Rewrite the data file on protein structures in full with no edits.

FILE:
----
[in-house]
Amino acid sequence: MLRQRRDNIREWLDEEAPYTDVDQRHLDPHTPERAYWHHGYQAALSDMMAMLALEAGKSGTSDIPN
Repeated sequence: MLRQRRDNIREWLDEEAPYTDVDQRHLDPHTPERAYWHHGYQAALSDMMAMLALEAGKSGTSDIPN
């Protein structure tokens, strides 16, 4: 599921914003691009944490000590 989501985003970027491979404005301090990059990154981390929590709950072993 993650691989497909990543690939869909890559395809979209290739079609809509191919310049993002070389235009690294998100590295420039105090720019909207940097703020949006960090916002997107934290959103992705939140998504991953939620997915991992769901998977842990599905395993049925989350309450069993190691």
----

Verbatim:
[in-house]
Amino acid sequence: MLRQRRDNIREWLDEEAPYTDVDQRHLDPHTPERAYWHHGYQAALSDMMAMLALEAGKSGTSDIPN
Repeated sequence: MLRQRRDNIREWLDEEAPYTDVDQRHLDPHTPERAYWHHGYQAALSDMMAMLALEAGKSGTSDIPN
């Protein structure tokens, strides 16, 4: 599921914003691009944490000590 989501985003970027491979404005301090990059990154981390929590709950072993 993650691989497909990543690939869909890559395809979209290739079609809509191919310049993002070389235009690294998100590295420039105090720019909207940097703020949006960090916002997107934290959103992705939140998504991953939620997915991992769901998977842990599905395993049925989350309450069993190691």